When they began to tire I emptied the linen closet of our towel supply and instructed them on clean up while I sprawled out on the sofa with my book. After every bit of soapy slimy amusement was wiped from the floor, I tutored them in the mopping and drying of it. I then marveled at their strength as they replaced the furniture and the rug. “I think the floor is the cleanest that it’s ever been,” my oldest said confidently. I confirmed that she was probably right, but reminded both of them of the enormous amount of towels that stilled needed to be laundered. I walked with them to the laundry room as they lugged the overflowing basket of towels down the steps. My oldest offered 3 quarters from her piggy bank “since she helped make the mess.” I took them and let her sister gently push them into the machine. When we went back upstairs they didn’t bulk when I asked them to straighten their bedroom while the towels were finishing. Later, as we folded them together on the kitchen table, my oldest asked me if they were in trouble. I told her that I was disappointed that she hadn’t put the bubbles away when the timer chimed, and that she hadn’t been a very good example to her younger sister by disobeying me. Both girls apologized and all was forgiven. “How did it feel to clean up that bubble mess?” I asked them. They both agreed that it was a lot of work. I reminded them that when they make a huge mess they have to use valuable time, which could have been spent playing, to clean it up. My oldest looked at me with a hopeful, impish grin. “Does this mean we can make an ice rink again, if we clean it up?” “Absolutely not!” I said as I scooped them both up in an enormous bear hug, and thankfully my living room was never host to “Disney on Ice” again!

Author’s note: My daughters, who are now, 20 and 23, had a good laugh over this story this morning. Because I was usually not an overly permissive parent, my daughters remember being certain that they were going to be in trouble for their hijinks and were pleasantly surprised that their punishment was merely cleaning up their mess!

8 thoughts on “Naughty Girls on Ice

  1. This was so much fun to read! (Probably like my story, it’s better going in to when you already know the ending is happy! 😉 I was especially tickled by your eldest’s takeaway from this: “Does this mean we can make an ice rink again, if we clean it up?” *giggle* The three-quarter offering was also adorable.

    Your response was so awesome. I was reading wondering, “What the heck would I do in that case?” and not coming up with such gracious responses.

    I know there are still lots of hijinks to come since I’m only 18 months down this road. Reading this makes me feel like I’m up to the challenge. There’s a whole lot of sweetness mixed in the weird, wacky-making world kids open up to us. ❤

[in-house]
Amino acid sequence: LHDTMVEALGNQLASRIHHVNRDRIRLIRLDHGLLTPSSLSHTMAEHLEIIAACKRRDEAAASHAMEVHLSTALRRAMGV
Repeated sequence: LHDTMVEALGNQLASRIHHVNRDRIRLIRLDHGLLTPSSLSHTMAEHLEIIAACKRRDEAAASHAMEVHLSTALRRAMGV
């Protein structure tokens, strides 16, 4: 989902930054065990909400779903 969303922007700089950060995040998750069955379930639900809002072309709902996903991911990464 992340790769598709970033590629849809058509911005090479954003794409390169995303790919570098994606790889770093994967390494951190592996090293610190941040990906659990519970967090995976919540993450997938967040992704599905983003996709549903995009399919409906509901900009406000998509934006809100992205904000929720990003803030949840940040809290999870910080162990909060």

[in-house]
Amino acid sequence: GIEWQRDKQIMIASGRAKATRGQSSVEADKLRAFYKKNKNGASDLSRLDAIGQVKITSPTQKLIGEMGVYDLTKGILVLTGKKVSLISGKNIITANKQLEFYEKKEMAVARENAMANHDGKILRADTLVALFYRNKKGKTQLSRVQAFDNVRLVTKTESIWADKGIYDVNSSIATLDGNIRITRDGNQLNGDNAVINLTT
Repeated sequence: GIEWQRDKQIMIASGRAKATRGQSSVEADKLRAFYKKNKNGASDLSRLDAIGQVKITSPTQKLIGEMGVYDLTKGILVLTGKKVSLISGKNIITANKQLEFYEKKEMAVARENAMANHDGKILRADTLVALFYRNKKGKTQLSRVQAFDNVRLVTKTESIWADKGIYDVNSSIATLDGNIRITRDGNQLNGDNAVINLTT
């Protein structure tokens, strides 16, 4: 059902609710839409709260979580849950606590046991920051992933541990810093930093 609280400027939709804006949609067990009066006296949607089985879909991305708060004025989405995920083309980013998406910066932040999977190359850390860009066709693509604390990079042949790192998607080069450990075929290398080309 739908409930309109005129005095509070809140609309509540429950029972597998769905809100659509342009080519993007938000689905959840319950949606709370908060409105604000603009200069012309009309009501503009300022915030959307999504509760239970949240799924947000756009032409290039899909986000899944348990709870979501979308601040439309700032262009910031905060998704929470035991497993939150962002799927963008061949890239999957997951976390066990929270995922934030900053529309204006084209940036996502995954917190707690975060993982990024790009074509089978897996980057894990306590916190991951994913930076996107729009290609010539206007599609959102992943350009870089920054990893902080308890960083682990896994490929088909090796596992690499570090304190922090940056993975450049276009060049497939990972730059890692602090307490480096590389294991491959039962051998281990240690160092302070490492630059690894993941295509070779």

• Oh, you’ll be surprised what challanges you’ll be up to!! 🙂 I’ll have to write about some of my oldest’s antics as a teenager. Of course, like you said, they’re funny stories now because I know they have a happy ending. Happy Easter! 🙂

  2. “Something in the way she moves me . . . something in her style that shows . . .”

    Good and bad writers always amaze me. The bad ones amaze me by how they can take the most breathtakingly momentous events in their lives and turn them into the dullest of stories. For instance: still droning, “And although only 20.23% of us survived the Battle of Guadalcanal, I was among the survivors, for I had not been killed.” While some writers, like you, take the events of family life and hold my rapt attention to the details of each sentence. It’s a gift. You’ve got it, and you’ve got it good.

    • Thank you kindly, but I doubt I could make the Battle of Guadalcanal all that interesting either. With my inept knowledge of history, and my “suckiness” at fighting, I wouldn’t have lived to write about it! So you’ve gotta give that survivor his props!

  3. What an amazing and memorable story. And what a fantastic, cool mother to not get mad (as would have been my temptation). Love it, so sweet. I could picture the entire scene, your girls with their costumes on. Precious, indeed.

    • Thank you! 🙂 This is now one of those silly “remember when” stories that we now laugh about. It was my natural inkling to get mad, but they had gone to such effort and it looked like so much fun that I just let them get away with it! Thanks for letting me ride on your coattails :).